31 August 2010

An Interpretation of Beck's Reclamation

The rally organized by Glenn Beck on 28 August 2010 is bound to be a political football for some time regardless of the lack of politics involved in the rally itself. And while the political impact of the rally may be contested, I think the roots of Beck's appeal has two major components.

First is the assertion that American social life - that is, life outside of the private realm of the individual or the family - is a subject which is within the intellectual grasp of everyday Americans. As it stands, "experts" would have us (the American public at large) believe that society is immeasurably complex, with so many subpopulations and comprised of innumerable racial, sexual, religious, and other identities, that the everyday person cannot navigate properly through everyday life without their "expert" direction. But this purposeful atomization of society can be defeated through individual application of Martin Luther King Junior's theme statement that we should judge people based on "the content of their character." Governmental agencies and "experts" need not inform the populace what this means; it is accessible to everyone.

Second is the declaration (or re-declaration) that Judeo-Christian ethics represent the core values of the country and, moreover, that Judeo-Christian ethics can be embraced in civil society by all citizens. This point informs the previous point. If we are to judge others on "the content of their character," then there must be some basis of good and bad, of right and wrong. Some "experts" would have us believe that culture, race, economic situation, sex, or any of a litany of other "factors" influences right and wrong. In their view, acceptable behavior - and even excellence of character - depends on one or more of these factors. What is more, assuming that there is an objective interpretation of right and wrong is a violation of multiculturalism. On the other hand, basing a society's concept of what is right and what is wrong, what should and should not be done, on Judeo-Christian ethics is far more egalitarian than the "expert's" way. It is so because it is not a moving bar; it judges all equally based on one set of ethics. Furthermore, it emancipates individuals from the box of whatever "factor" group he has been funneled into. He is his own man - a dangerous idea indeed for those "experts" who wish to fragment people into easily definable groups.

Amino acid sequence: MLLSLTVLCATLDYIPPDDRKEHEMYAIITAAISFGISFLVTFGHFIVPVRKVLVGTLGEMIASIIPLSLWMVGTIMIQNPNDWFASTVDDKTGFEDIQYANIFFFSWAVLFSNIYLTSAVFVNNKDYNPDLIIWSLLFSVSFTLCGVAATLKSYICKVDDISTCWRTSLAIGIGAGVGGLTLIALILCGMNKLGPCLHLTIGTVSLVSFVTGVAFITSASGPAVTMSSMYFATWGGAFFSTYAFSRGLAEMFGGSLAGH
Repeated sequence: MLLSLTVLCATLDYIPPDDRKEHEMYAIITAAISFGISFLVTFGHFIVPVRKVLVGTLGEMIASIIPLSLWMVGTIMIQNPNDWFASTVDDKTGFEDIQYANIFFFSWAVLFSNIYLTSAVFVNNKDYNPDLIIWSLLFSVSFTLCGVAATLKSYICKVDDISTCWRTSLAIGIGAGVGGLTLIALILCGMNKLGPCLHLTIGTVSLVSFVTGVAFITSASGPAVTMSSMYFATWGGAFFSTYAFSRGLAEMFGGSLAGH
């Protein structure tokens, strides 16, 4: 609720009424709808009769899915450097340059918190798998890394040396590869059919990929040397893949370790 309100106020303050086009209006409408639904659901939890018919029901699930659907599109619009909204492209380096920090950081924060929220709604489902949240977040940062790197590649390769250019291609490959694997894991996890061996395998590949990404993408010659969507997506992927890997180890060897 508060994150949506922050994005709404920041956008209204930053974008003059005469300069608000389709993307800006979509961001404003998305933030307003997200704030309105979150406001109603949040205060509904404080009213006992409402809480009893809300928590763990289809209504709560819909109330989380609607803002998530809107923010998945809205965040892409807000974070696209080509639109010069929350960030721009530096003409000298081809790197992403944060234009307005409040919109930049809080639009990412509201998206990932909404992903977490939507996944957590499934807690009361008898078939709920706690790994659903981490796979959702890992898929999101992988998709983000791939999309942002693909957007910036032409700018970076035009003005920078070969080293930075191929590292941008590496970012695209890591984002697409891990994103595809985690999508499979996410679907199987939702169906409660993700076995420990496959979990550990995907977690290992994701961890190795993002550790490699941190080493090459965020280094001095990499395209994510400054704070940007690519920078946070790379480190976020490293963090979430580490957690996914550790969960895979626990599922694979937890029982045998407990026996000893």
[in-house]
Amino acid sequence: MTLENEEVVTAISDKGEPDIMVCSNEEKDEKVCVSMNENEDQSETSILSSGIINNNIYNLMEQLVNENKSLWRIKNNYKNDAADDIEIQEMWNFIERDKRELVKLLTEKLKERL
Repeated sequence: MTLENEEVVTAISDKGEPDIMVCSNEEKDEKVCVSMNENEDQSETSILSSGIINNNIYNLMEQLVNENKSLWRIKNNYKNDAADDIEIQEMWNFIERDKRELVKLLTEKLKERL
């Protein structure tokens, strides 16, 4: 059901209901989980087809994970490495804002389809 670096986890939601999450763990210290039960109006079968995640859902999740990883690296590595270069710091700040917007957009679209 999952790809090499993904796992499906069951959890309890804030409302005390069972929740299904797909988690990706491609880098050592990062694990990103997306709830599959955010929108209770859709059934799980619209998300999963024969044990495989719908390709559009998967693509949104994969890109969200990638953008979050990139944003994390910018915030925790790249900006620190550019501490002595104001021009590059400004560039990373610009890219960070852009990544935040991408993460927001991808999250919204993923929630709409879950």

Every January, I have taught MLK's "I Have a Dream" speech; my students and I have analyzed the ideas that he put forward in that speech. The idea that men should, indeed must, be judged "by the content of their character" is, in my opinion, the most dangerous idea in the speech. It is dangerous because it requires us to judge others based not on any preconceived ideas about the person but rather on their words and deeds. In doing so, we must develop within ourselves a strong understanding of what is right and wrong, what should and what should not be done - along with a recognition that each one of us will always remain imperfect, will always be deepening our understanding. This is a real-world understanding and application of social interaction. The world of the "expert" would reduce man to a machine-level predictability under their guidance and tutelage - a very unreal world.

No comments: